Thick glasses, socially awkward, a math whiz with a pocket protector- everyone knows what a nerd is. But where did this stereotype come from? Children aren’t born knowing what a “nerd” or “geek” is, so why do they know by the age of five or six that they don’t want to be one? In this revised and updated paperback edition of his thought-provoking book, family psychotherapist and psychology professor David Anderegg reveals how the systematic disparagement of “nerds” in our culture is bad for our children and even worse for America. In Nerds, Anderegg examines why science and engineering have become socially poisonous disciplines, why adults wink at the derision of “nerdy” kids, and what the cost of this rising tide of anti- intellectualism is to both our children and our nation. Drawing upon education research, psychological theory, and his own interviews with nerdy and non-nerdy kids alike, Anderegg argues that in order to prepare rising generations to compete in the global marketplace, we need to revisit how we think about “nerds.”
Is the mainstream media dying, and what does that mean for democracy?
Emmy Award-winning journalist Danny Schechter, “The News Dissector,” takes a close look at today’s big media news outlets, the new media striving to replace them, and the impact it is all having on the health of our democracy.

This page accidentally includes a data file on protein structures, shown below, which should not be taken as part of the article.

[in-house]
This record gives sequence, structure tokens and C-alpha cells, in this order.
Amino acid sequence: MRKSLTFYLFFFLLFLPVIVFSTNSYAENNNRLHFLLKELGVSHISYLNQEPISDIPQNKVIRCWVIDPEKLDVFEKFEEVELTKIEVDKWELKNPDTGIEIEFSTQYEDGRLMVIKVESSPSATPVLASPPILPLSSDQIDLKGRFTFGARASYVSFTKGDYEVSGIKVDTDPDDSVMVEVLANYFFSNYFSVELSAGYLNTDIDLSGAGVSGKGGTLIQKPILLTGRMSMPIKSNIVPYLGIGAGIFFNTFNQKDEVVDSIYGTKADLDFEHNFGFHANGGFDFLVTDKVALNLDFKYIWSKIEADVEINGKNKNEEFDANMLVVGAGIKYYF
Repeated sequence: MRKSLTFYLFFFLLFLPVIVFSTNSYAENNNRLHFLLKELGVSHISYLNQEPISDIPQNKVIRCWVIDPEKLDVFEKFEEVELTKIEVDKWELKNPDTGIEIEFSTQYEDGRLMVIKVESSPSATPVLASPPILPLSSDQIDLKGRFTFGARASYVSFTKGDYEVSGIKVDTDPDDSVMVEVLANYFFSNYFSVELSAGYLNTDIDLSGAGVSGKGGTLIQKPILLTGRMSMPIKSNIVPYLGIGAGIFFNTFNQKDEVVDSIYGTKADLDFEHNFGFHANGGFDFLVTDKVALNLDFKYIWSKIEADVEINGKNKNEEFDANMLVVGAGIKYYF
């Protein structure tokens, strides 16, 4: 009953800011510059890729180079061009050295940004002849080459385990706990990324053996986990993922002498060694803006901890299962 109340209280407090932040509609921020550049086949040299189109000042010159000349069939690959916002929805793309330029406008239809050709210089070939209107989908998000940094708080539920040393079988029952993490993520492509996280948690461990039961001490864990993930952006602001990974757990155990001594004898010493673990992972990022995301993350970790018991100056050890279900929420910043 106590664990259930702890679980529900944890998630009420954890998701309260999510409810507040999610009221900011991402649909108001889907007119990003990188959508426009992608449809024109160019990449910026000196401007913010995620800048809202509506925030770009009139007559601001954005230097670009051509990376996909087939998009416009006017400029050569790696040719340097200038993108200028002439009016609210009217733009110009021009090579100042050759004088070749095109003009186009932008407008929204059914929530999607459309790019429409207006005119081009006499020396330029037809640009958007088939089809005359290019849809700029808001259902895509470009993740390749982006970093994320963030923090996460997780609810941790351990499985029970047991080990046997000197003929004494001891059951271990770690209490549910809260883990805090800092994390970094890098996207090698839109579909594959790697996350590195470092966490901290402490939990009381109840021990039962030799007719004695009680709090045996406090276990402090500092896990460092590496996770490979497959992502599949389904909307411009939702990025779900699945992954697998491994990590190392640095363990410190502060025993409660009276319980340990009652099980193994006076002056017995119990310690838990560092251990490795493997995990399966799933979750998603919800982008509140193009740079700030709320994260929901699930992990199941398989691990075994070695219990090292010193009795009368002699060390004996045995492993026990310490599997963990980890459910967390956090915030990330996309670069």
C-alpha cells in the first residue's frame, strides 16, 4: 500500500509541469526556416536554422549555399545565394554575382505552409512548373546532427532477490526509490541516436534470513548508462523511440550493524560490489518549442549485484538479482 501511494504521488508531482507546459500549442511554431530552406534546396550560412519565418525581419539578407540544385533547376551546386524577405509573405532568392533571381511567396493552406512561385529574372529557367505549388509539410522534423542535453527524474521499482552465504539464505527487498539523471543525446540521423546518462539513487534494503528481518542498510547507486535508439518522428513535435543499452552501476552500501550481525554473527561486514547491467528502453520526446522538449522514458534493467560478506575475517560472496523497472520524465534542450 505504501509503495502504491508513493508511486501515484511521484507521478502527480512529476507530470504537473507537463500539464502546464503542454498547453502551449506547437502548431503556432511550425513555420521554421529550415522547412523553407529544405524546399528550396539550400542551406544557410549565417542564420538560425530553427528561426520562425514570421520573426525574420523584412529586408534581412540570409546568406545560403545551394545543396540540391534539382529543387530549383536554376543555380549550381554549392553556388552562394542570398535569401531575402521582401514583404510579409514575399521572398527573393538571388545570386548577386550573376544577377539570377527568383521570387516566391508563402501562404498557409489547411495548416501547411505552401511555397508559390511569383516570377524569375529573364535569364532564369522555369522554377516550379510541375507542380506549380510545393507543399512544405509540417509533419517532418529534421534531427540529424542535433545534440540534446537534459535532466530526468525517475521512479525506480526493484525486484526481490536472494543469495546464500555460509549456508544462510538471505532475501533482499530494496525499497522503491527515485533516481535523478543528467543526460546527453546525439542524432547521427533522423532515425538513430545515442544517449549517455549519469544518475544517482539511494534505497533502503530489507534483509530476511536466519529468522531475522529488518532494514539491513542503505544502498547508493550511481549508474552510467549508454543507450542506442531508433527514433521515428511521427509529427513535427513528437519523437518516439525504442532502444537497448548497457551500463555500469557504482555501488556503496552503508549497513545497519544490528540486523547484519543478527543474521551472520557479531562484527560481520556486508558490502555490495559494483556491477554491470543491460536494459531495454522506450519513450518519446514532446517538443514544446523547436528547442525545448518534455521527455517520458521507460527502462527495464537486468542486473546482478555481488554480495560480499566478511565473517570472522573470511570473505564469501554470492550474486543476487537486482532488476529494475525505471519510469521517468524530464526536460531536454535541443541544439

A self-proclaimed “refugee” from mainstream media-Schechter was a producer at ABC’s 20/20 and at CNN-he examines the evidence: plummeting newspaper circulation, the dive in network ratings, relentless media scandals and the loss of credibility, unprecedented media concentration, the rise of aggressive partisan “news,” and more. It’s no wonder, he says, that polls have put media dissatisfaction-even among media people themselves-at up to 70 percent.
Yet a healthy, active media is crucial to the functioning of a democracy. So how do we revitalize the fourth estate?
In a book that is half manifesto and half piercing investigation, Schechter searches for an answer, first by exploring the promise of new media-the Internet, webcasts, satellite TV and radio, podcasts, and other new forms rapidly being born. This, in turn, leads him to consider how these new outlets are fueling the movement for democracy in media and the rise of citizen journalism-efforts by average citizens to reclaim the public airwaves.
It is, in the end, an inspiring guide to what can be done now, and thanks to Schechter’s passion and his vast experience, it is also something more: a brilliant and thrilling look at a turning point in our history.
Danny Schechter is the executive editor of Mediachannel.org, where he also maintains a daily media blog. While a Neiman Fellow in Journalism at Harvard University, he was also news director of the legendary Boston rock station WBCN-FM. Schechter subsequently became one of the first producers at CNN and later won two Emmys as a producer for ABC’s 20/20. His independent film, WMD: Weapons of Mass Deception, analyzes media coverage of the Iraq war.